4. Government intervention

If you’re a bitcoin owner, government action is a wildcard which could negatively affect the value and function of what you hold.

So far, cryptocurrencies have operated free of state influence. Now that may be changing. For example, Chinese and South Korean authorities have taken steps to shut down cryptocurrency exchanges, ban ICOs and curtail Bitcoin mining.

One target of government is taxation. Another? Money-laundering by criminal and terrorist elements who exploit anonymity in the cryptocurrency markets. There’s also worry the growth of digital currencies could eventually hamper the ability of central bankers to conduct monetary policy.

Bitcoin and the Taxman

If you invest in cryptocurrency or spend it, Canada Revenue Agency wants to know.

Using bitcoins to pay for goods or services invokes the barter rules under the Income Tax Act, meaning GST/HST applies. And if you sell your bitcoin? Like other capital property such as real estate or shares, you must report the sale when you report your income. Any profit is subject to capital gains tax.

Cryptocurrency and your portfolio

It’s challenging to incorporate cryptocurrencies into an investment portfolio. They’re missing the proven track record of equities, bonds and other conventional assets. They’ve demonstrated outsized volatility and cannot be evaluated on core financial metrics like revenue, price-to-earnings ratios or yield. Regulation protecting investors is lacking and trading is fragmented. We’ve yet to see a mutual fund or exchange-traded fund focusing on cryptocurrency approved for sale in Canada.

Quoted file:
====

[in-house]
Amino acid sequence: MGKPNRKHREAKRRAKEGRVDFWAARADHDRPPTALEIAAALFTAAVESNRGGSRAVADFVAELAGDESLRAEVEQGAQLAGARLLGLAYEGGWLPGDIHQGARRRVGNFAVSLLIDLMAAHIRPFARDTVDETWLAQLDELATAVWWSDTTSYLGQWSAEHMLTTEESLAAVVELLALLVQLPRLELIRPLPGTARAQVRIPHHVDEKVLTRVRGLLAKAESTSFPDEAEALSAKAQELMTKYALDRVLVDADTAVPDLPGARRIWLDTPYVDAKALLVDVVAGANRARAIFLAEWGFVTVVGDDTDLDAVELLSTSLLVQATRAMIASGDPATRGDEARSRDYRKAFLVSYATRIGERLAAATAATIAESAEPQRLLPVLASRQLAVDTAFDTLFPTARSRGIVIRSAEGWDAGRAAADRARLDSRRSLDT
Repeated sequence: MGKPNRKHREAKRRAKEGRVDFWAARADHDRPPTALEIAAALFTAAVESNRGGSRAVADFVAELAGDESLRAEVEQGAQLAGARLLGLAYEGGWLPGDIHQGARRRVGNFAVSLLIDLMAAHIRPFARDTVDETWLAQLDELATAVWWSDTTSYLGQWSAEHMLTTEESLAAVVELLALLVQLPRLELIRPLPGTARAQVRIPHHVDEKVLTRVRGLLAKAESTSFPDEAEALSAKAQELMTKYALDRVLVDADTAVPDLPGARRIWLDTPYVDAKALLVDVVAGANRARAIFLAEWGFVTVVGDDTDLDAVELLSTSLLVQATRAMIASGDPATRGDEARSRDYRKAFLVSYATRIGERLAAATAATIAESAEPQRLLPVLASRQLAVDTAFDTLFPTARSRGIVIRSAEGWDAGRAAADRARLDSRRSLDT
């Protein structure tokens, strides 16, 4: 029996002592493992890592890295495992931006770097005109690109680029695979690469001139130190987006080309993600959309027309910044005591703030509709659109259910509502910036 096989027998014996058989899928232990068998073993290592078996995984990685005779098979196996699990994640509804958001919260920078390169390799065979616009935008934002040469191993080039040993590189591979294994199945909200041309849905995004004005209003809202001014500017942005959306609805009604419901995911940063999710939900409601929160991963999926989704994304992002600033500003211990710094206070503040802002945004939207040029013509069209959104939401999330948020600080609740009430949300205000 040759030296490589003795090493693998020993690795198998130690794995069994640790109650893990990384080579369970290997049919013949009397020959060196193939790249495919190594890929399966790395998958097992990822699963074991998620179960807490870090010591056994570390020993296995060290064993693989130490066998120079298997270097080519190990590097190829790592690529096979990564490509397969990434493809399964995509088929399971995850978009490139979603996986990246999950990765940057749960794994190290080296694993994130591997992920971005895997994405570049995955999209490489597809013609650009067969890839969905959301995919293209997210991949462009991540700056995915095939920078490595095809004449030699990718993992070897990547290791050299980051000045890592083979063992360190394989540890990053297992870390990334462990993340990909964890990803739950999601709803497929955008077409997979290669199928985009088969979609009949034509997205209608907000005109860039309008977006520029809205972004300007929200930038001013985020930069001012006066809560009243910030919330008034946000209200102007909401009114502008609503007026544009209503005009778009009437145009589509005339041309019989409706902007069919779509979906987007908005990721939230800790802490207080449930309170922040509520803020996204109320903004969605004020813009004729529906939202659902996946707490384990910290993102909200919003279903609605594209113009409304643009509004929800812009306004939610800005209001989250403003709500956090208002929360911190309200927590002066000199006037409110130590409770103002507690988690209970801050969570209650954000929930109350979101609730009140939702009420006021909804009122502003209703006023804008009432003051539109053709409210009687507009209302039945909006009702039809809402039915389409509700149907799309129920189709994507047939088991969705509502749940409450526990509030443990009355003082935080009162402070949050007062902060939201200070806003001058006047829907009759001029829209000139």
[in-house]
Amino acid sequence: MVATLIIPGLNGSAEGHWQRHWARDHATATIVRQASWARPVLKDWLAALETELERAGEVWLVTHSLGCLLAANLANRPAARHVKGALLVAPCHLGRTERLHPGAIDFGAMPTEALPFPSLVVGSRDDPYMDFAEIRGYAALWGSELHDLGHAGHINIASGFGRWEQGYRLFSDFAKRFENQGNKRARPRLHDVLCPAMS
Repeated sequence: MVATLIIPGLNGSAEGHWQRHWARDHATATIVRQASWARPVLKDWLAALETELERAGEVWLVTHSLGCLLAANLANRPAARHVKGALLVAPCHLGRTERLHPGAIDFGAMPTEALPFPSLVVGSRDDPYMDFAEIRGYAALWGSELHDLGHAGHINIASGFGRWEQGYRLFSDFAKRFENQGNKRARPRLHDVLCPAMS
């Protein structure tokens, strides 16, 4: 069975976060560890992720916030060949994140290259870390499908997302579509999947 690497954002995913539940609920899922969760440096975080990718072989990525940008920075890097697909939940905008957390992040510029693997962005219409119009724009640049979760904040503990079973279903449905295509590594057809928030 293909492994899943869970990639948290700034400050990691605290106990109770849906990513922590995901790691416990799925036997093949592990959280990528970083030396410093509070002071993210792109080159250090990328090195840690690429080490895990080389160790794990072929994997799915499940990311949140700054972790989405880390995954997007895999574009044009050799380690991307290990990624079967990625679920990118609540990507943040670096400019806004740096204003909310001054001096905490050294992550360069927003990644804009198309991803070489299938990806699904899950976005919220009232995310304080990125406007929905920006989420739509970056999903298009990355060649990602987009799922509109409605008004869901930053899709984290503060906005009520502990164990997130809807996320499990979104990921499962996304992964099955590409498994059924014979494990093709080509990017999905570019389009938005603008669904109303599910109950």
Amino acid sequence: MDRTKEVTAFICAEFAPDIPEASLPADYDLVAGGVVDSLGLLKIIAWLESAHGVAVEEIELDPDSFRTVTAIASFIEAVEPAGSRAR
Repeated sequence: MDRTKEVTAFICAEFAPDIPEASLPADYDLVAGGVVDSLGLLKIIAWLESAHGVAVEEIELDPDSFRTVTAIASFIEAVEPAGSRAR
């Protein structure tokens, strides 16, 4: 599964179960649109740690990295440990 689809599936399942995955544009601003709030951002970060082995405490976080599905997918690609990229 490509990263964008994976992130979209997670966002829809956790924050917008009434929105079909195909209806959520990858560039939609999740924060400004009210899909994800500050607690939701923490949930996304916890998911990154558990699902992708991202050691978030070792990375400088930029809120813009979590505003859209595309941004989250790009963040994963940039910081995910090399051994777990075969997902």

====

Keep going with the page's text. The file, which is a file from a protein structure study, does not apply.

The safe approach? Treat cryptocurrencies as speculative investments and consider the following:

Only invest what you can afford to lose. Limiting digital tokens to a small percentage of your portfolio, say a maximum of 5%, may cap any big gains. But it will also help preserve your wealth if your Bitcoin bet doesn’t pay off.

Have a plan to handle volatility. The dizzying market action around cryptocurrencies can be difficult to stomach. That’s why it’s important to put rules in place for how you’ll handle the ups and downs – before you get in – so fear or greed don’t lead you astray.

Monitor your portfolio’s risk level. As 2017 demonstrated, catching cryptocurrencies, or any volatile investment, on the way up can be highly profitable. The flip side is those profits quickly evaporate when prices head the other way. It’s important to regularly revisit the risk level of your portfolio and rebalance to keep the portion of speculative assets in check.

When considering any investment – cryptocurrency included – the key is to make sure it’s appropriate for your goals, time horizon and risk tolerance. Need advice? Your BlueShore Financial advisor has the know-how to help you make smart choices for your hard-earned savings. Speak with us to learn more.

1 Morgan Stanley. Bitcoin Decrypted: A Brief Teach-in and Implications. December 2017.

The information contained in this article was obtained from sources believed to be reliable; however, we cannot guarantee that it is accurate or complete. This article is provided as a general source of information and should not be considered personal investment advice. We are not tax advisors and we recommend that clients seek independent advice from a professional advisor on tax related matters.